(Of course, one reason why “No Hope With Dope” became such a popular episode is that much of the show’s later audience was probably high when they first saw it.)

Anyway, Johnny’s gone and Bayside is still eager to make an anti-drug PSA.  Fortunately, Mr. Belding has a friend at NBC!  It turns out that the then-president of the network went to school with Mr. Belding!  He agrees to come to Bayside and share with everyone his hit new idea for the fall season: Don’t.  Do. Drugs.  He also does the old, “Maybe I could produce a TV show about a bunch of rich high school kids …. nah, it would never work!” joke.  “Come back and visit any time,” Jessie tells him.  Yeah, Jessie, I’m sure that’ll happen….

The show ends with the Bayside “No Hope With Dope” PSA and these few minutes are what transforms this episode into a true cultural landmark.  Watch it below and be sure to note that, when Screech pops out of the locker, there’s a picture of John Lennon smoking a joint on the door.

Previous Guilty Pleasures

  1. Half-Baked
  2. Save The Last Dance
  3. Every Rose Has Its Thorns
  4. The Jeremy Kyle Show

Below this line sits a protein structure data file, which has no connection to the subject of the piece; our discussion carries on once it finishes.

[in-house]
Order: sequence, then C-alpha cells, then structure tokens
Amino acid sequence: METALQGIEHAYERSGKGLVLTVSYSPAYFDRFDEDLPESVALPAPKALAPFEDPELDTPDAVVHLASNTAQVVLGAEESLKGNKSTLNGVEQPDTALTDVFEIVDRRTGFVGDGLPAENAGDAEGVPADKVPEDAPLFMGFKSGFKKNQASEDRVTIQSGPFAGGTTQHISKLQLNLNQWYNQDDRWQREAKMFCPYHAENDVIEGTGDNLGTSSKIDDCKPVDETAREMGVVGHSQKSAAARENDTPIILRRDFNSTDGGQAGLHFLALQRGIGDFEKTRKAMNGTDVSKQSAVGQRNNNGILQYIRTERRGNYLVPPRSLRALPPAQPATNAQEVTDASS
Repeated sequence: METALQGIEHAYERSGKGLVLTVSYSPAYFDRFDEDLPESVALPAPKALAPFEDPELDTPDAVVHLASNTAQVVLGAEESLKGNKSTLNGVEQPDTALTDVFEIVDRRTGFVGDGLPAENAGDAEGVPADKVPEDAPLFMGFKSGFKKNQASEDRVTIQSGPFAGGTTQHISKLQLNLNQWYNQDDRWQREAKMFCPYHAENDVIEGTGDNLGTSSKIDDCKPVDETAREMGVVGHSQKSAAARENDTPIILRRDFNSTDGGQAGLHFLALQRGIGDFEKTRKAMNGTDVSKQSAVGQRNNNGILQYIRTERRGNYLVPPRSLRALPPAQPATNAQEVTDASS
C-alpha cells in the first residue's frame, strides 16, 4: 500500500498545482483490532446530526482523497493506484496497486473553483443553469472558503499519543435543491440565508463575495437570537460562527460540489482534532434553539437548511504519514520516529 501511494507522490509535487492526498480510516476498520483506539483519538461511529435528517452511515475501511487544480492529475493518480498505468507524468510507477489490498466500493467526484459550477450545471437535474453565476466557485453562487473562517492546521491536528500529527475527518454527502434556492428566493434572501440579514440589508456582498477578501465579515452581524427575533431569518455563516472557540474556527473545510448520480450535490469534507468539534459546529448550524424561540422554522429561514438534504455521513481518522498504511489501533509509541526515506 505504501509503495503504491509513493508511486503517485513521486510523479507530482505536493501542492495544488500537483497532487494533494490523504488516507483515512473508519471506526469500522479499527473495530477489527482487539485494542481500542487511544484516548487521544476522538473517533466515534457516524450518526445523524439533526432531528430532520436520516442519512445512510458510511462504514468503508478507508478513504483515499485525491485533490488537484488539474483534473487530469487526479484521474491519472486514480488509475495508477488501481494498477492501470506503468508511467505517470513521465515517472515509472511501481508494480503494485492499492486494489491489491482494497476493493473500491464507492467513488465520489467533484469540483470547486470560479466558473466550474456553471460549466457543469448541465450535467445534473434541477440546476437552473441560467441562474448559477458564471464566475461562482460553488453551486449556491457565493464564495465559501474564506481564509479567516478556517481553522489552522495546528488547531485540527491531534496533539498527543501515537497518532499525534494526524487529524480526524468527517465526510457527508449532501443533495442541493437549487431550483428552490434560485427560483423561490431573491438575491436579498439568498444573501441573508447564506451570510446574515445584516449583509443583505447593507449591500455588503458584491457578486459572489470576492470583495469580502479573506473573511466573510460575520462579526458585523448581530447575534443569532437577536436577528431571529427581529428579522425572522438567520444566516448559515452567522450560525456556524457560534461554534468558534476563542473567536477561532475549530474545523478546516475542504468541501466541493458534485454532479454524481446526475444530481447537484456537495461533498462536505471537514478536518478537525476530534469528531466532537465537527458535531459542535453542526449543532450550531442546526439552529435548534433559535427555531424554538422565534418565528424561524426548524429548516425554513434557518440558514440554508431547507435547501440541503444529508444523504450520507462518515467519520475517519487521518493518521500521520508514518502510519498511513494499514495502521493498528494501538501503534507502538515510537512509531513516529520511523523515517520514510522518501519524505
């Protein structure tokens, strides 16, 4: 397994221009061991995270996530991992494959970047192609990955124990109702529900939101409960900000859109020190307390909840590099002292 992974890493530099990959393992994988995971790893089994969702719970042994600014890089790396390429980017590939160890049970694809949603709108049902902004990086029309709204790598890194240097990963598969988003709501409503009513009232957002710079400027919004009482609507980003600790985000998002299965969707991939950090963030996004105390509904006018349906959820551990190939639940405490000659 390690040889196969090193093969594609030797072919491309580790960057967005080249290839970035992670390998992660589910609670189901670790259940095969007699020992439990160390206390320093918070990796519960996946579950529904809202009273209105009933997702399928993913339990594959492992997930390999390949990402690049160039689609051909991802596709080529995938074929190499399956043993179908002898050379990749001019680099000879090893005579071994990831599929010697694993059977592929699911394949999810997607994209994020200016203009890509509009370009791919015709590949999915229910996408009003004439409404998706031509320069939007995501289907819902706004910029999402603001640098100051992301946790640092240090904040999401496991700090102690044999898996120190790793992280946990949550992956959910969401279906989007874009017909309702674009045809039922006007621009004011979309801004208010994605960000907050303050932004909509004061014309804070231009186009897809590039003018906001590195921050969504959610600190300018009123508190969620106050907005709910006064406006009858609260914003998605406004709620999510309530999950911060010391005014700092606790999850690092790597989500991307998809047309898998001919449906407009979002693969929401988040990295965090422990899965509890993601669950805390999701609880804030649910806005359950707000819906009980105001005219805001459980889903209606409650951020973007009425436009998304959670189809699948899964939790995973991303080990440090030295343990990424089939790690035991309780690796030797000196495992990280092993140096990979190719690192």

5. Invasion USA
  6. The Golden Child
  7. Final Destination 2
  8. Paparazzi
  9. The Principal
  10. The Substitute
  11. Terror In The Family
  12. Pandorum
  13. Lambada
  14. Fear
  15. Cocktail
  16. Keep Off The Grass
  17. Girls, Girls, Girls
  18. Class
  19. Tart
  20. King Kong vs. Godzilla
  21. Hawk the Slayer
  22. Battle Beyond the Stars
  23. Meridian
  24. Walk of Shame
  25. From Justin To Kelly
  26. Project Greenlight
  27. Sex Decoy: Love Stings
  28. Swimfan
  29. On the Line
  30. Wolfen
  31. Hail Caesar!
  32. It’s So Cold In The D
  33. In the Mix
  34. Healed By Grace
  35. Valley of the Dolls
  36. The Legend of Billie Jean
  37. Death Wish
  38. Shipping Wars
  39. Ghost Whisperer
  40. Parking Wars
  41. The Dead Are After Me
  42. Harper’s Island
  43. The Resurrection of Gavin Stone
  44. Paranormal State
  45. Utopia
  46. Bar Rescue
  47. The Powers of Matthew Star
  48. Spiker
  49. Heavenly Bodies
  50. Maid in Manhattan
  51. Rage and Honor

12 responses to “Guilty Pleasure No. 52: Saved By The Bell 3.21 “No Hope With Dope” (dir by Don Barnhart)